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The paper in question, as highlighted in an IFLScience piece on Wednesday, previously made headlines last year. Now, the international group’s findings have been shared via the multidisciplinary science journal Nature following a peer review. The findings—as stated in the paper’s abstract—“suggest that Mycobacterium leprae [a bacterium] may be circulating in more wild animals than suspected, either as a result of exposure to humans or other unknown environmental sources.”
As for the chimps, however, it’s not likely that the source of the outbreak is humans. Reported on in the findings are leprosy infections in two wild populations of western chimpanzees in Cantanhez National Park (CNP) in Guinea-Bissau and in Taï National Park (TNP) in Côte d’Ivoire.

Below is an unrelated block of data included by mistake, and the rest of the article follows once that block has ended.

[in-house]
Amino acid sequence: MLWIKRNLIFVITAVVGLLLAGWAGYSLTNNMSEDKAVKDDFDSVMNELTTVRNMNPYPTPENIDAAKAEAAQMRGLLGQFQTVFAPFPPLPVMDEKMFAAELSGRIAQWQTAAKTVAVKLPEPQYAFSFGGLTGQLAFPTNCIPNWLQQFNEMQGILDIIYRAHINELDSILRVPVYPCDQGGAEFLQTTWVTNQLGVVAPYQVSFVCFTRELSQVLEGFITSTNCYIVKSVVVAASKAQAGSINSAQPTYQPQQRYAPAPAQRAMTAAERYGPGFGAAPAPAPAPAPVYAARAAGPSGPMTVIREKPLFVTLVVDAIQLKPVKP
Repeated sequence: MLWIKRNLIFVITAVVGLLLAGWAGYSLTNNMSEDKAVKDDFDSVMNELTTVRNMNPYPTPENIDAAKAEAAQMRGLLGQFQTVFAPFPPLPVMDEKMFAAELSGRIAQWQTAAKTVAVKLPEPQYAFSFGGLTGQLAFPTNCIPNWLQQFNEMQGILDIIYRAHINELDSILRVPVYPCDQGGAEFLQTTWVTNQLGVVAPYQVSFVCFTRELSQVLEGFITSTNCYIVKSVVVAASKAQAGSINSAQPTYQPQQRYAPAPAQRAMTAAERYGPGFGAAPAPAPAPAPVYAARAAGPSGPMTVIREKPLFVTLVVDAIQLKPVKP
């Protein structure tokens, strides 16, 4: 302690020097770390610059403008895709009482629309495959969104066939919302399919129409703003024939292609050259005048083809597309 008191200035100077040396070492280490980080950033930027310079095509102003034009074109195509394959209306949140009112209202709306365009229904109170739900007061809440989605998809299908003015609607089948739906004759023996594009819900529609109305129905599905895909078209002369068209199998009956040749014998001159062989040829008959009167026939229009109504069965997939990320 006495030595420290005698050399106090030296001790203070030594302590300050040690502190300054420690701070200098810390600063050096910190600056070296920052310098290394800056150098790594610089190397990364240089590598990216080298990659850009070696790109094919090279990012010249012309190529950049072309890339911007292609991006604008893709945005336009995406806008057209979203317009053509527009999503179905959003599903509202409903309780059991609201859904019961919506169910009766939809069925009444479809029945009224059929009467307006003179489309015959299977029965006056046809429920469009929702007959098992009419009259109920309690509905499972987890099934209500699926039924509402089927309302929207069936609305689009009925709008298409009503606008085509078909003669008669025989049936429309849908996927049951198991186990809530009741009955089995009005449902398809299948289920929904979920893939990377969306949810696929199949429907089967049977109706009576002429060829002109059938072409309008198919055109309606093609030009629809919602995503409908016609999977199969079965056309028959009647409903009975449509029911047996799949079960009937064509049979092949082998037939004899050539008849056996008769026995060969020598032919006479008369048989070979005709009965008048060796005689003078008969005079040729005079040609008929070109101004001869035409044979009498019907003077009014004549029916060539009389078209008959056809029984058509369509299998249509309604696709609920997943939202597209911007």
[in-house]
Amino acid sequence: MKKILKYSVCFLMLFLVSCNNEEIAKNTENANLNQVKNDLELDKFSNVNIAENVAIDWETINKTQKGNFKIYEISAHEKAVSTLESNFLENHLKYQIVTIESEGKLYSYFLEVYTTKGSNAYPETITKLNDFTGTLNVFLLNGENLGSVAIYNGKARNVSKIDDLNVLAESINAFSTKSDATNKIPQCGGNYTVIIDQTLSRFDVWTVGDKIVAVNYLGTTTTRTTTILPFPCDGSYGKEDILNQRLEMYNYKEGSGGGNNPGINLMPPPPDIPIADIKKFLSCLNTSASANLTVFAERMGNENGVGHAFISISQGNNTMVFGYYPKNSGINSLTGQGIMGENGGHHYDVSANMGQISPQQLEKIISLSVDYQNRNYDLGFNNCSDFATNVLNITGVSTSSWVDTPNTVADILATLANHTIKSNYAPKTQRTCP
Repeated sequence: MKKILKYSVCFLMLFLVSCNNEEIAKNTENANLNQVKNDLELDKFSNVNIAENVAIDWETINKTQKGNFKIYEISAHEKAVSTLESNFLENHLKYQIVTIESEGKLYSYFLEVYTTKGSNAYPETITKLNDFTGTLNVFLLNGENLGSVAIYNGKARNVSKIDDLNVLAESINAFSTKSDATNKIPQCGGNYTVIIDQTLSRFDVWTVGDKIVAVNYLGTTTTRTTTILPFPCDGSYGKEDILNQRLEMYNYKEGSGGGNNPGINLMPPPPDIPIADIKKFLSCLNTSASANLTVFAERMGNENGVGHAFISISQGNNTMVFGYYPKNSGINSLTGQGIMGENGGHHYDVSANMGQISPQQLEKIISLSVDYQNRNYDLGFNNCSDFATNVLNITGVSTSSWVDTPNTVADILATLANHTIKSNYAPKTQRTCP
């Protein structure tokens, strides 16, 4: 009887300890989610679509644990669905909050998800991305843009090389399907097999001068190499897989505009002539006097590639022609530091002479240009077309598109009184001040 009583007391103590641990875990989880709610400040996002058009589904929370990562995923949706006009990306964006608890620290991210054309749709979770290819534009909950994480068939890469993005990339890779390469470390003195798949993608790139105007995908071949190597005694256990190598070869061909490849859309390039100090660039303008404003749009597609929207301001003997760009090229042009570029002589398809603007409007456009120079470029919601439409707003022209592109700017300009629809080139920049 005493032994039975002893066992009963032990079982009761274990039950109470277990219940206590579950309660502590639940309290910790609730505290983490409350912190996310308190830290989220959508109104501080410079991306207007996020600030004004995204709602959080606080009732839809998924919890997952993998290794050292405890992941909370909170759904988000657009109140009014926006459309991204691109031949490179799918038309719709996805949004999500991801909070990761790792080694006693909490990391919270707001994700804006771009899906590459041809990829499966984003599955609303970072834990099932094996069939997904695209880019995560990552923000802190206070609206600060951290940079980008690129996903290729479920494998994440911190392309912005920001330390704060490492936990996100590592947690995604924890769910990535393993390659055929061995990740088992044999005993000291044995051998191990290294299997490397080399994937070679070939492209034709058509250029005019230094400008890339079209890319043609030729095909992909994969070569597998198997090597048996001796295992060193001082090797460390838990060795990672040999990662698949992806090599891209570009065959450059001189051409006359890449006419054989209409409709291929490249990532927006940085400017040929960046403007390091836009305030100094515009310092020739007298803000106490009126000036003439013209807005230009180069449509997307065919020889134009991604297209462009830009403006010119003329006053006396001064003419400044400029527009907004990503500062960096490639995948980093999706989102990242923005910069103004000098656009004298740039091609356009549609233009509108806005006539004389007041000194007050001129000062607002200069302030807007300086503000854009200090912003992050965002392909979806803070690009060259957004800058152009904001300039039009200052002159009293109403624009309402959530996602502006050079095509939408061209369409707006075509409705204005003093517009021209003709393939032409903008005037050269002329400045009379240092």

“Although a human source is impossible to rule out, low human contact coupled with the rarity of the M. leprae genotype detected in TNP chimpanzees among human populations in West Africa suggests that recent human-to-chimpanzee transmission is unlikely,” Dr Kim Hockings, lead study author, was quoted as saying in the IFLScience report.
Leading the theories as to how the chimps did become infected is that transmission could have originated from mammalian prey, a possibility that would also suggest that the range of M. leprae in animals is broader than previously thought.
Leprosy—also known as Hansen’s disease—is, per the CDC, an infection caused by slow-growing bacteria. Affected regions of the body in humans include nerves, skin, eyes, and the nasal lining. Caught with an early diagnosis, the disease is able to be cured. If left untreated, however, resulting nerve damage “can result in crippling of hands and feet, paralysis, and blindness.” The CDC says that around 150 to 250 cases are reported in the U.S. each year. Head to the agency’s site for more.
And for the full Nature article on the chimp-related findings, click here.